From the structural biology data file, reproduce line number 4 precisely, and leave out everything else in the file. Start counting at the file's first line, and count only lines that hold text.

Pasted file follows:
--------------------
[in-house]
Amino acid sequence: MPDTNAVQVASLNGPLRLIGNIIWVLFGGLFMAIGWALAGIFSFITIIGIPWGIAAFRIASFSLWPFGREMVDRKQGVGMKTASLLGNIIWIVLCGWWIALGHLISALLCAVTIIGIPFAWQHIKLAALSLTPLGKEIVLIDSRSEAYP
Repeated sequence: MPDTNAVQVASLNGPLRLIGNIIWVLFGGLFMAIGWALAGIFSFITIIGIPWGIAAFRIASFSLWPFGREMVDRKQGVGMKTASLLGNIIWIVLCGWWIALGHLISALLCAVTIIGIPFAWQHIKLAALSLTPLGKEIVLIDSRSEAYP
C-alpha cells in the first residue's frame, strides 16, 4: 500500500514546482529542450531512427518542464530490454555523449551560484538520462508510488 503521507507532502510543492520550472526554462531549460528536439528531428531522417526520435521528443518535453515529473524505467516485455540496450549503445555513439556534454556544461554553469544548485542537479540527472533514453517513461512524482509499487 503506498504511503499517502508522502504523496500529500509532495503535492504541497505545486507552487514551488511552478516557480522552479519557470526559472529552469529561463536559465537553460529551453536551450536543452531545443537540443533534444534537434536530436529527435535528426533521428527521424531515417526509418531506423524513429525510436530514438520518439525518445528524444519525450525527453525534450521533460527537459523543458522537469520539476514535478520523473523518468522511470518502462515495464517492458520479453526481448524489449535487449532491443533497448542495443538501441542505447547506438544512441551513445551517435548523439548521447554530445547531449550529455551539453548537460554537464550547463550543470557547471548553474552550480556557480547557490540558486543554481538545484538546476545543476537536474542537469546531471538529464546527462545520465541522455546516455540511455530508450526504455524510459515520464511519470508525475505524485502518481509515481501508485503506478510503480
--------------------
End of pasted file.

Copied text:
C-alpha cells in the first residue's frame, strides 16, 4: 500500500514546482529542450531512427518542464530490454555523449551560484538520462508510488 503521507507532502510543492520550472526554462531549460528536439528531428531522417526520435521528443518535453515529473524505467516485455540496450549503445555513439556534454556544461554553469544548485542537479540527472533514453517513461512524482509499487 503506498504511503499517502508522502504523496500529500509532495503535492504541497505545486507552487514551488511552478516557480522552479519557470526559472529552469529561463536559465537553460529551453536551450536543452531545443537540443533534444534537434536530436529527435535528426533521428527521424531515417526509418531506423524513429525510436530514438520518439525518445528524444519525450525527453525534450521533460527537459523543458522537469520539476514535478520523473523518468522511470518502462515495464517492458520479453526481448524489449535487449532491443533497448542495443538501441542505447547506438544512441551513445551517435548523439548521447554530445547531449550529455551539453548537460554537464550547463550543470557547471548553474552550480556557480547557490540558486543554481538545484538546476545543476537536474542537469546531471538529464546527462545520465541522455546516455540511455530508450526504455524510459515520464511519470508525475505524485502518481509515481501508485503506478510503480